Our Boston premises liability lawyers handled a case where the plaintiff, a 52-year-old, United States Postal Service letter carrier, visited the defendant’s 25 room home, located on High Street in Dedham, Massachusetts, to deliver mail. As the plaintiff attempted to open the large wood and glass storm door which protected the main entry door and mail slot, the door suddenly separated from the door frame and fell backward toward the plaintiff. As the 80-pound door fell, the plaintiff attempted to deflect the door away from his body and suffered a herniation of his L4-5 disc.
Through discovery, the plaintiff learned that just prior to the plaintiff’s arrival at the defendant’s home, a handyman had been engaged in the process of installing the storm door, as he had many times in prior years, in anticipation of winter. The handyman had determined that the existing wood screws were too short to adequately support the heavy storm door and left the door, partially secured, to locate longer wood screws. It was during the handyman’s absence that the plaintiff visited the plaintiff’s home and attempted to open the partially secured front door.
The case was complicated by defense arguments that the handyman responsible for leaving the front door in a partially secured condition, was not an employee for whom the defendant homeowner was legally responsible. Rather, the defense argued, the handyman (who was uninsured and not a party to the action) was an independent contractor for whom the defendant homeowner was not legally liable under the theory of vicarious liability.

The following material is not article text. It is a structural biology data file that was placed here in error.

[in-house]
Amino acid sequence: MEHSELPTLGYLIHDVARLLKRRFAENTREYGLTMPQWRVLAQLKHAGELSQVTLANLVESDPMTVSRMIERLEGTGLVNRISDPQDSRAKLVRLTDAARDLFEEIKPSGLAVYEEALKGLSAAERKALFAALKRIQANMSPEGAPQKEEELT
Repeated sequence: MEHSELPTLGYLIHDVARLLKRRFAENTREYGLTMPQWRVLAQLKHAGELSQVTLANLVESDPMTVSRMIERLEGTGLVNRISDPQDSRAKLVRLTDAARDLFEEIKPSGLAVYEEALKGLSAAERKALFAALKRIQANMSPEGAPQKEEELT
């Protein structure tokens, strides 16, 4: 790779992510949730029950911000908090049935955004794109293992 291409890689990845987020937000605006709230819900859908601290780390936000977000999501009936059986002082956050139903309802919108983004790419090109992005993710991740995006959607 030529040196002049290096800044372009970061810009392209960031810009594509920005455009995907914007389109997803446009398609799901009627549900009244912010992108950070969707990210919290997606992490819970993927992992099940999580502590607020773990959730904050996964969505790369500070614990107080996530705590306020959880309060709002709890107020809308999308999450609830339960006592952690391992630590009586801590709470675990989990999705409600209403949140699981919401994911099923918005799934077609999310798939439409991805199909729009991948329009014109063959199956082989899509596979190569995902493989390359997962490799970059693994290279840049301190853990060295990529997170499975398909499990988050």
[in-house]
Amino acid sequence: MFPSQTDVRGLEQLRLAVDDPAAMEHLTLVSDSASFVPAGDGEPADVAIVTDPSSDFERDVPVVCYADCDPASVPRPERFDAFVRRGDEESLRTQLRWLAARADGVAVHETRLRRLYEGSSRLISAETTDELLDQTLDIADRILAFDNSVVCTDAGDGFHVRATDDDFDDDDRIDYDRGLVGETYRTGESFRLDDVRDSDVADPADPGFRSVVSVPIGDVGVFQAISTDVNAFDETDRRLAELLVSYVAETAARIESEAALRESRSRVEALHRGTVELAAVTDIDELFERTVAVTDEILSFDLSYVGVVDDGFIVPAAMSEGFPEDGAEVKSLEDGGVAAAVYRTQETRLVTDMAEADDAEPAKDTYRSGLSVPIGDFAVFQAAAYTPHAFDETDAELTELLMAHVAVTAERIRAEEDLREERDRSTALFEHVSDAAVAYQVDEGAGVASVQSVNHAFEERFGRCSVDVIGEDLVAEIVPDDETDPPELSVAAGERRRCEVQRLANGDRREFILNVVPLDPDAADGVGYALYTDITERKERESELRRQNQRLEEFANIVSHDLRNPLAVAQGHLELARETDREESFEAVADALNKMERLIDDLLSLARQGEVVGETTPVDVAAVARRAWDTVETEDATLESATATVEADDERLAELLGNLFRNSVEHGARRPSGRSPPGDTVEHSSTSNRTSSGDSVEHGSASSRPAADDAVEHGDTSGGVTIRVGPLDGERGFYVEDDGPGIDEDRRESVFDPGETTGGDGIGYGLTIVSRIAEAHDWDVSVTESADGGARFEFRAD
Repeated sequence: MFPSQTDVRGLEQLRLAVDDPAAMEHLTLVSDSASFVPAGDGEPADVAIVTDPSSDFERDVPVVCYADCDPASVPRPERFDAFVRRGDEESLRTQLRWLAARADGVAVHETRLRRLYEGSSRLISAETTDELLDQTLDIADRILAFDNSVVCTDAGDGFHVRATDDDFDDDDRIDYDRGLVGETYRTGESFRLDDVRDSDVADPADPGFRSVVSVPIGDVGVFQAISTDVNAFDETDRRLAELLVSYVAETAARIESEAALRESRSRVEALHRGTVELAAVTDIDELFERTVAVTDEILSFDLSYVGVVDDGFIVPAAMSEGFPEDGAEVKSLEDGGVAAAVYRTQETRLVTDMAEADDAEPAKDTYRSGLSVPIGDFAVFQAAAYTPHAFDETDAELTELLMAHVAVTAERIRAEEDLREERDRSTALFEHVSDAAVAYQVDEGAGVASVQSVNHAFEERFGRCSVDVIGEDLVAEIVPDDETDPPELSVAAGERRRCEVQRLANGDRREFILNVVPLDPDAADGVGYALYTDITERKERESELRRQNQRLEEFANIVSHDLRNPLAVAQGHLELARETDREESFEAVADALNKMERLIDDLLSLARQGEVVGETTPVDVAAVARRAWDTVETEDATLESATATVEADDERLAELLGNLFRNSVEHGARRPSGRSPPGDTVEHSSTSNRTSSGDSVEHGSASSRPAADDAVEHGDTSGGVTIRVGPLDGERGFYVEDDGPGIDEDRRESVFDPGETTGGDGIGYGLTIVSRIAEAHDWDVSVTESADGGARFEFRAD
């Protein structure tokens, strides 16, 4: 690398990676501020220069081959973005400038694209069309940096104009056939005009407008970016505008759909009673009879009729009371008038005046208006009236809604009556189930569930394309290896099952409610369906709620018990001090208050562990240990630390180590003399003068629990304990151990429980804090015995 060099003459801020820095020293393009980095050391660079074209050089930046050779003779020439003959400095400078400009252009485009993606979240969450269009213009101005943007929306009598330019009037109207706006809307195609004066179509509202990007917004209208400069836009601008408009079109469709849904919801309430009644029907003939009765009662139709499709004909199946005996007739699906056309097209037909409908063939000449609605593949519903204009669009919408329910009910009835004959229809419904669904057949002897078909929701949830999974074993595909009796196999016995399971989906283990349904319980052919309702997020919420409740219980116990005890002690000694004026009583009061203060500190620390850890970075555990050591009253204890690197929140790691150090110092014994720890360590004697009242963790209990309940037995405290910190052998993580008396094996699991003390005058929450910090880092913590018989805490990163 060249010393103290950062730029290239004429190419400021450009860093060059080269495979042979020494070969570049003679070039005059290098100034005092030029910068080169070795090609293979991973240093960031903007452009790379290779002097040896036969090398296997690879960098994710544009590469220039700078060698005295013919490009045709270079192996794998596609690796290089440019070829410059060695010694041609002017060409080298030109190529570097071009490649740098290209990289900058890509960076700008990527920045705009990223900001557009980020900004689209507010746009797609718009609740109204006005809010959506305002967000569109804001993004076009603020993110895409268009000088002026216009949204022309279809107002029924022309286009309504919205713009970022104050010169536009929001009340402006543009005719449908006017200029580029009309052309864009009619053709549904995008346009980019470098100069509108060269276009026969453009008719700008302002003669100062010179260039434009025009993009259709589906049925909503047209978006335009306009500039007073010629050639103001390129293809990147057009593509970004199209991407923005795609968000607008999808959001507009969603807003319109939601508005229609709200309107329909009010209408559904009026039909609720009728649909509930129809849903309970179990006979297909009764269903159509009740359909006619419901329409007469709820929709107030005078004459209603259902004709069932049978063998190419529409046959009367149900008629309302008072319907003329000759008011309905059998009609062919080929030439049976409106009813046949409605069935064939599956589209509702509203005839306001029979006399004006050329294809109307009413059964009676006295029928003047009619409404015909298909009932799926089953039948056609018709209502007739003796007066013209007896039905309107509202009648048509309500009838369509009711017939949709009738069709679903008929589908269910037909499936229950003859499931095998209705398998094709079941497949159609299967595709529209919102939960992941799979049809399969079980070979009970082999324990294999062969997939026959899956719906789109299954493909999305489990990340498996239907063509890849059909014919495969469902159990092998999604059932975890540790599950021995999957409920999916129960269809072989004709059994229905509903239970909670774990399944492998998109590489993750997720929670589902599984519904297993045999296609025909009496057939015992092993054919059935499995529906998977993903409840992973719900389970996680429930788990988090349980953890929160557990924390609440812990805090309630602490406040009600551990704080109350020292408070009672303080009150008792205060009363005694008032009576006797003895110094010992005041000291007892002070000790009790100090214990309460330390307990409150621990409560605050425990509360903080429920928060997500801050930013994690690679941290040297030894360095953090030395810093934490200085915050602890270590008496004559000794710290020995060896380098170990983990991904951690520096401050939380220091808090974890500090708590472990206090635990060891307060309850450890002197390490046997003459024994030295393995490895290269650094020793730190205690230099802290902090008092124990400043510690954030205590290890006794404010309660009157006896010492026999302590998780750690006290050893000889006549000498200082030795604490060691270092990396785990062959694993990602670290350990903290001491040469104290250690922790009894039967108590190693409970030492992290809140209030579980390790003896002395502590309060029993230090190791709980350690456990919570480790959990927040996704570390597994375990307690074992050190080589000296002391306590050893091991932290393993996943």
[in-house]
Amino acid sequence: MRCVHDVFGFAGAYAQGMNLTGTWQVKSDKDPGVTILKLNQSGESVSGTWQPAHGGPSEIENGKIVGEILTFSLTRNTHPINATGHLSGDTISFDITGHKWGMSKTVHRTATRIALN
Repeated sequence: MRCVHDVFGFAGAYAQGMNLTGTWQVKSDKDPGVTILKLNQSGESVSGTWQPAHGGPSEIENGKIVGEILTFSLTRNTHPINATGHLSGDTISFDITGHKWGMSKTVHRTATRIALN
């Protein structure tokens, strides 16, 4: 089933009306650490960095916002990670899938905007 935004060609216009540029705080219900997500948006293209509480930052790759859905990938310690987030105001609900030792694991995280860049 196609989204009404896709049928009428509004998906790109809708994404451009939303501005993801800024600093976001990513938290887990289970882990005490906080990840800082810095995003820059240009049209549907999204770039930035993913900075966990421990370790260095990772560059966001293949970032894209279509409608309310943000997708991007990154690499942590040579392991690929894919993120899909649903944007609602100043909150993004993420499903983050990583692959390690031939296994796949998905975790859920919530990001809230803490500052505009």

Over the course of the two-day arbitration, the plaintiff offered considerable evidence that that the handyman had a long-term working relationship with the defendant homeowner, and had regularly performed a wide range of unskilled services, including painting, landscaping, odd jobs, errands, and other home-related services, identical in scope to those performed by the defendant’s prior live-in house staff.
The plaintiff argued that according to the Restatement of Agency, and controlling Massachusetts case law, whether the handyman was an employee or an independent contractor turned on whether the defendant homeowner had the right to control the work performed by the handyman. The plaintiff successfully established the defendant’s right to control by demonstrating that the defendant, an elderly widow who lived alone in a 25 room, 10,000 square foot home, utilized the services of the handyman on virtually a daily basis. The plaintiff demonstrated that the handyman regularly used tools and equipment belonging to the homeowner in the performance of his tasks; was paid by the homeowner on an hourly basis; took direction from the homeowner with respect to certain delegated tasks, and otherwise qualified as an employee under the language of the Restatement of Agency and leading Massachusetts case law.
The plaintiff argued that as a direct and proximate result of the injuries he sustained an L4-5 disc herniation and was a candidate for laminectomy (which had not been performed as of the date of the arbitration). The plaintiff further argued that as a result of his injuries he was unable to perform his work-related duties as a letter carrier, and opted instead for early retirement, resulting in a diminution in earning capacity. The plaintiff’s incident-related medical expenses totaled approximately $30,000.
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